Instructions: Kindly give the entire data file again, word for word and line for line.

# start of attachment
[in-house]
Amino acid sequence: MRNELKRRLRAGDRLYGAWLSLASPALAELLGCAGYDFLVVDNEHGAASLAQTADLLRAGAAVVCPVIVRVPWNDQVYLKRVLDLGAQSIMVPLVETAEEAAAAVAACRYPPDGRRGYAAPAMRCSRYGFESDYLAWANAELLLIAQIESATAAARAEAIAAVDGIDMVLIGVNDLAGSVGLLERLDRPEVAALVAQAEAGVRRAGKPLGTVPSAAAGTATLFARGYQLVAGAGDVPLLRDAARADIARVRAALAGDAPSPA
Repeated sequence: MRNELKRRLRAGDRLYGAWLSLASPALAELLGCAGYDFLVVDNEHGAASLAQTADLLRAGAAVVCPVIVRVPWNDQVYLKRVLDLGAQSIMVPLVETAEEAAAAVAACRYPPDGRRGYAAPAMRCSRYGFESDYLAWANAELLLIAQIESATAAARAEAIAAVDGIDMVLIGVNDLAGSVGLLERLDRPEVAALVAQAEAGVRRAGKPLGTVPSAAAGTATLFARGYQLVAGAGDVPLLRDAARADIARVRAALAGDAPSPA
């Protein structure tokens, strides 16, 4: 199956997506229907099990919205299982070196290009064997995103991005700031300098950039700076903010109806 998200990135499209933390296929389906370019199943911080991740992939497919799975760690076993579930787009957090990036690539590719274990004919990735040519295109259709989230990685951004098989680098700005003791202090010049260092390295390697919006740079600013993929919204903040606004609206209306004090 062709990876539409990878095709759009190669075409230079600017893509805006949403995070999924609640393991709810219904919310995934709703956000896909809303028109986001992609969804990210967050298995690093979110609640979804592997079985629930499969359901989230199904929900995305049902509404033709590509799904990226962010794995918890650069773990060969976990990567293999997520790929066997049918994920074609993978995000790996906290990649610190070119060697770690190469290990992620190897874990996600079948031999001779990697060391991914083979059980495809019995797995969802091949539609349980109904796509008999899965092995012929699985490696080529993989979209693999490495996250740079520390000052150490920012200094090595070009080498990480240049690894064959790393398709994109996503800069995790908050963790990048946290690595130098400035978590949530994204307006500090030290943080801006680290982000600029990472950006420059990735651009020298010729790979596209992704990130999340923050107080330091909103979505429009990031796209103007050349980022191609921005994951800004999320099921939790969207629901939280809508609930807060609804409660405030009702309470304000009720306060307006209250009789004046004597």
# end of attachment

[in-house]
Amino acid sequence: MRNELKRRLRAGDRLYGAWLSLASPALAELLGCAGYDFLVVDNEHGAASLAQTADLLRAGAAVVCPVIVRVPWNDQVYLKRVLDLGAQSIMVPLVETAEEAAAAVAACRYPPDGRRGYAAPAMRCSRYGFESDYLAWANAELLLIAQIESATAAARAEAIAAVDGIDMVLIGVNDLAGSVGLLERLDRPEVAALVAQAEAGVRRAGKPLGTVPSAAAGTATLFARGYQLVAGAGDVPLLRDAARADIARVRAALAGDAPSPA
Repeated sequence: MRNELKRRLRAGDRLYGAWLSLASPALAELLGCAGYDFLVVDNEHGAASLAQTADLLRAGAAVVCPVIVRVPWNDQVYLKRVLDLGAQSIMVPLVETAEEAAAAVAACRYPPDGRRGYAAPAMRCSRYGFESDYLAWANAELLLIAQIESATAAARAEAIAAVDGIDMVLIGVNDLAGSVGLLERLDRPEVAALVAQAEAGVRRAGKPLGTVPSAAAGTATLFARGYQLVAGAGDVPLLRDAARADIARVRAALAGDAPSPA
């Protein structure tokens, strides 16, 4: 199956997506229907099990919205299982070196290009064997995103991005700031300098950039700076903010109806 998200990135499209933390296929389906370019199943911080991740992939497919799975760690076993579930787009957090990036690539590719274990004919990735040519295109259709989230990685951004098989680098700005003791202090010049260092390295390697919006740079600013993929919204903040606004609206209306004090 062709990876539409990878095709759009190669075409230079600017893509805006949403995070999924609640393991709810219904919310995934709703956000896909809303028109986001992609969804990210967050298995690093979110609640979804592997079985629930499969359901989230199904929900995305049902509404033709590509799904990226962010794995918890650069773990060969976990990567293999997520790929066997049918994920074609993978995000790996906290990649610190070119060697770690190469290990992620190897874990996600079948031999001779990697060391991914083979059980495809019995797995969802091949539609349980109904796509008999899965092995012929699985490696080529993989979209693999490495996250740079520390000052150490920012200094090595070009080498990480240049690894064959790393398709994109996503800069995790908050963790990048946290690595130098400035978590949530994204307006500090030290943080801006680290982000600029990472950006420059990735651009020298010729790979596209992704990130999340923050107080330091909103979505429009990031796209103007050349980022191609921005994951800004999320099921939790969207629901939280809508609930807060609804409660405030009702309470304000009720306060307006209250009789004046004597």